The hepatitis drug sofosbuvir successfully treats 90 percent of hepatitis C cases.
Medical groups mounted a new legal bid Monday to break a US pharma giant’s hold on a hepatitis C drug whose price — costing thousands of dollars for a typical course — has unleashed a fierce patent battle.
The drug, known by its lab name as sofosbuvir, cures 90 percent of Hep C cases, bringing hopes for millions infected with the dangerous liver virus.
But critics say the manufacturer, Gilead Sciences, has priced it out of the reach of many patients and public health systems.
A single pill of the drug, marketed as Sovaldi and other names, can cost up to $1,000 (920 euros). In France, a 12-week course of treatment costs 41,000 euros.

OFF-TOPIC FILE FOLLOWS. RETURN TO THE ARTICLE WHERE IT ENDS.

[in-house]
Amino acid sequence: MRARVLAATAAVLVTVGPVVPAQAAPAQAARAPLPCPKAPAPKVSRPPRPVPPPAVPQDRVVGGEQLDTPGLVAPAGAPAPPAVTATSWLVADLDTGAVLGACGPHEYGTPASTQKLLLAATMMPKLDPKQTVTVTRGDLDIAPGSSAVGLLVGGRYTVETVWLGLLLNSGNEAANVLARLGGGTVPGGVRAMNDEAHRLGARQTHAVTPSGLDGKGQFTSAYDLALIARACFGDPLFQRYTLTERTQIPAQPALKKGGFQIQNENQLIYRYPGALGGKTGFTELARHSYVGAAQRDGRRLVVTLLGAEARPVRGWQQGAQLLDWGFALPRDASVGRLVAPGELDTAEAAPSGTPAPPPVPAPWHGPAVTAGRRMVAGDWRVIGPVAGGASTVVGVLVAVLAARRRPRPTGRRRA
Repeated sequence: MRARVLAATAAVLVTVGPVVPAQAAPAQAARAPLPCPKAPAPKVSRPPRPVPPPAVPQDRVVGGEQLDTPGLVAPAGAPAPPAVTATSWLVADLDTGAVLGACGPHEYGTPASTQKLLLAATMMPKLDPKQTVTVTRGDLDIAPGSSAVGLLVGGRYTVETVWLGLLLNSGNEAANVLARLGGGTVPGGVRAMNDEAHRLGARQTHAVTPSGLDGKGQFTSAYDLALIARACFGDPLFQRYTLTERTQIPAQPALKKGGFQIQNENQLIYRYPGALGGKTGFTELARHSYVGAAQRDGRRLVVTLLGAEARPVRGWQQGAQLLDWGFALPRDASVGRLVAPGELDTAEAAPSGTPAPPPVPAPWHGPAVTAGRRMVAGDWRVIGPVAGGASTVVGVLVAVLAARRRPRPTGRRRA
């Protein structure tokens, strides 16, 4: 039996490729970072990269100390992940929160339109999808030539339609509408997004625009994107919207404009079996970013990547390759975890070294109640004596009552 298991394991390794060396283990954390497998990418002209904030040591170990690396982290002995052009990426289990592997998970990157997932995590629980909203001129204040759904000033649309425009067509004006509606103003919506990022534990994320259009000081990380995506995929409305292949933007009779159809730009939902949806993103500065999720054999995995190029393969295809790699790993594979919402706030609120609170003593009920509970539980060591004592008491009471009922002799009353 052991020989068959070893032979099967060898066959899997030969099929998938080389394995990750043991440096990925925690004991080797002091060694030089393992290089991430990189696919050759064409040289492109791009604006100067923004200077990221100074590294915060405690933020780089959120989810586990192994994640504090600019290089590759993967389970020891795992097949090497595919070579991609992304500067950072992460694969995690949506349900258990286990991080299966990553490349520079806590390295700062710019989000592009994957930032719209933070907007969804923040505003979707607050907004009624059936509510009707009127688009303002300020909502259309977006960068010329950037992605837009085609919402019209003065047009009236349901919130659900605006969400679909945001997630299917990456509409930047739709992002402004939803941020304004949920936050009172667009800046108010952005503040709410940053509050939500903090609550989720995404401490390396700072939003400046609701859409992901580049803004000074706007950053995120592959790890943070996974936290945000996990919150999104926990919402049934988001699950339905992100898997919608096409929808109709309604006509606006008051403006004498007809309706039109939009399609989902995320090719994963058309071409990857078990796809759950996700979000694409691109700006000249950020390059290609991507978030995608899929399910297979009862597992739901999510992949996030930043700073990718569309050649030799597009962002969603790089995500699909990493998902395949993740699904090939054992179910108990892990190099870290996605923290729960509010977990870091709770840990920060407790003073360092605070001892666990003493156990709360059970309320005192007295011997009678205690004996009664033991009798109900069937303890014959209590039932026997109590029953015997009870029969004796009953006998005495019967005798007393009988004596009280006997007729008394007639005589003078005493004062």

Seeking to clear the way for a low-cost generic version of the drug, the non-governmental organisations on Monday filed a fresh legal challenge with the European Patent Office in Munich.
The complaint has been backed by 30 NGOs from 17 European nations including Doctors Without Borders (MSF) and Doctors of the World (MDM).
“Gilead’s patent monopolies on sofosbuvir are blocking access to affordable hepatitis C treatment,” said Alienor Devaliere, EU Policy Advisor for MSF’s Access Campaign.
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